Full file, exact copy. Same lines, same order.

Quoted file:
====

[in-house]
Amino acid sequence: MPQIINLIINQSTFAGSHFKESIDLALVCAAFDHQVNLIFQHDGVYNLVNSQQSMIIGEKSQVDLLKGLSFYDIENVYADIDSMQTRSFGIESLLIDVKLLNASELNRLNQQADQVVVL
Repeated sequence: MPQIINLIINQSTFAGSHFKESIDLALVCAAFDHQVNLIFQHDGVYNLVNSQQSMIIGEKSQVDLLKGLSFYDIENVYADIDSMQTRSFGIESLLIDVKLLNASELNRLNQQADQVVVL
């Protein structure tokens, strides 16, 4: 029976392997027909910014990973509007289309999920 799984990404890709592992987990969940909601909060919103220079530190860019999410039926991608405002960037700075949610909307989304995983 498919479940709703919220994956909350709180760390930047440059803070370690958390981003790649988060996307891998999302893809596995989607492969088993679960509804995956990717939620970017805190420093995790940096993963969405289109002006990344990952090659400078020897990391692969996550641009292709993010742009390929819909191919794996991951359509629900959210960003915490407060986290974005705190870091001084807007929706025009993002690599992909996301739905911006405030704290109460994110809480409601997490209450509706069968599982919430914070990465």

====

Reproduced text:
[in-house]
Amino acid sequence: MPQIINLIINQSTFAGSHFKESIDLALVCAAFDHQVNLIFQHDGVYNLVNSQQSMIIGEKSQVDLLKGLSFYDIENVYADIDSMQTRSFGIESLLIDVKLLNASELNRLNQQADQVVVL
Repeated sequence: MPQIINLIINQSTFAGSHFKESIDLALVCAAFDHQVNLIFQHDGVYNLVNSQQSMIIGEKSQVDLLKGLSFYDIENVYADIDSMQTRSFGIESLLIDVKLLNASELNRLNQQADQVVVL
């Protein structure tokens, strides 16, 4: 029976392997027909910014990973509007289309999920 799984990404890709592992987990969940909601909060919103220079530190860019999410039926991608405002960037700075949610909307989304995983 498919479940709703919220994956909350709180760390930047440059803070370690958390981003790649988060996307891998999302893809596995989607492969088993679960509804995956990717939620970017805190420093995790940096993963969405289109002006990344990952090659400078020897990391692969996550641009292709993010742009390929819909191919794996991951359509629900959210960003915490407060986290974005705190870091001084807007929706025009993002690599992909996301739905911006405030704290109460994110809480409601997490209450509706069968599982919430914070990465």